Factors associated with unplanned hospitalizations among patients with nonmetastatic colorectal cancers intended for treatment in the ambulatory setting
Publish Year: 2016
Background: Chemotherapy administration and supportive management for solid tumors is intended to take place in the ambulatory setting, but little is known about why some patients experience treatment-related adverse events so severe as to require acute inpatient care.
Objective: The aim of the study was to identify predictors of initial and repeated unplanned hospitalizations and potential financial impact among Medicare patients with early-stage (Stages I-III) colorectal cancer receiving outpatient chemotherapy. Methods: Advanced statistical modeling was used to analyze a cohort of patients (N = 1,485) from the Surveillance, Epidemiology, and End Results (SEER)-Medicare database diagnosed from 2003 to 2007 with colorectal cancer as their first primary malignancy. Patients were of ages 66 and older at diagnosis, had uninterrupted Medicare Parts A and B coverage with no health maintenance organization component, and received chemotherapy at least one time.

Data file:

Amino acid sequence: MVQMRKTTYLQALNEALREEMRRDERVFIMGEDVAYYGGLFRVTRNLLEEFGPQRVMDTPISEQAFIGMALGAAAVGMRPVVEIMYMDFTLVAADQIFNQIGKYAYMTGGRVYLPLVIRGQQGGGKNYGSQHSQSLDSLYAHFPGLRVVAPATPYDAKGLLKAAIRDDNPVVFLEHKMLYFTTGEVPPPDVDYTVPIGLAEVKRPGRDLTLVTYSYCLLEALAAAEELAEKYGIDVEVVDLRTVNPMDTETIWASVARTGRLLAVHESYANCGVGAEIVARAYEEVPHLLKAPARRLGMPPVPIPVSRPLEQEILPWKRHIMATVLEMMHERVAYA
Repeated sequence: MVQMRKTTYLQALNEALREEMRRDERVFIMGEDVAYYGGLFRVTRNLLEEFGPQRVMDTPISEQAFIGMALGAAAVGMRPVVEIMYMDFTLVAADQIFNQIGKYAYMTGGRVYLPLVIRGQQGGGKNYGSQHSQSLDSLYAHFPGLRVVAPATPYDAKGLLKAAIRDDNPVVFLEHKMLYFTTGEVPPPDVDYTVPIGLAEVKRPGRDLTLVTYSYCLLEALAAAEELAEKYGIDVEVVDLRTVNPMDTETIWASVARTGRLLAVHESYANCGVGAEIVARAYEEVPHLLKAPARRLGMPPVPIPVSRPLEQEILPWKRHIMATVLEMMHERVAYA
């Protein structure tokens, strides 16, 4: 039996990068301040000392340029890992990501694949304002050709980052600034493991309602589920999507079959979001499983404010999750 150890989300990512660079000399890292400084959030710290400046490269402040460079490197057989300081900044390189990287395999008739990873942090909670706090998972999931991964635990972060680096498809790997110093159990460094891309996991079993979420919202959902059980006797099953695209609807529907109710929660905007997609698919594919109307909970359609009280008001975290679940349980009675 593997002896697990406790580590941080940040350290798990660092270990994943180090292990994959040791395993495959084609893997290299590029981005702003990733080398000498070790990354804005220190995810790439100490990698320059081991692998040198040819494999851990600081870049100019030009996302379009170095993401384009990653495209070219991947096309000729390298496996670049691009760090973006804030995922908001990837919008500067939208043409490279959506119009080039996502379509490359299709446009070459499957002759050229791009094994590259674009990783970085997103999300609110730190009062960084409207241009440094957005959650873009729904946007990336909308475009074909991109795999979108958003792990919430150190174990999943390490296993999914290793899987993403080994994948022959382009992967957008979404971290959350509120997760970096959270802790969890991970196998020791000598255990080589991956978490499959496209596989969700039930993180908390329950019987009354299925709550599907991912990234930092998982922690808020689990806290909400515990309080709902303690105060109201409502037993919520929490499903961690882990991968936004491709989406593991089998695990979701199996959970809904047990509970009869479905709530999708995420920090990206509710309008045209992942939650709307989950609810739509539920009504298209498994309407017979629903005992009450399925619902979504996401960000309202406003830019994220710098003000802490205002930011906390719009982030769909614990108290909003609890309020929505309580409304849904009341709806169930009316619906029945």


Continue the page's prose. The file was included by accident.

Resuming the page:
Results: Female gender, younger age, multiple comorbidities, rural geography, higher high school completion rates, and lower median income per census tract were significant predictors of the likelihood of initial unplanned hospitalizations. Non-White race, receipt of radiation therapy, rural geography, and higher weighted comorbidity scores were factors associated with the number of hospitalizations experienced. The total Medicare charges calculated for these admissions was $38,976,171, with the median charge per admission at $20,412.
Discussion: Demographic and clinical factors that form the foundation of work toward development of a risk factor profile for unplanned hospitalization were identified. Further work is needed to incorporate additional clinical data to create a clinically applicable model.
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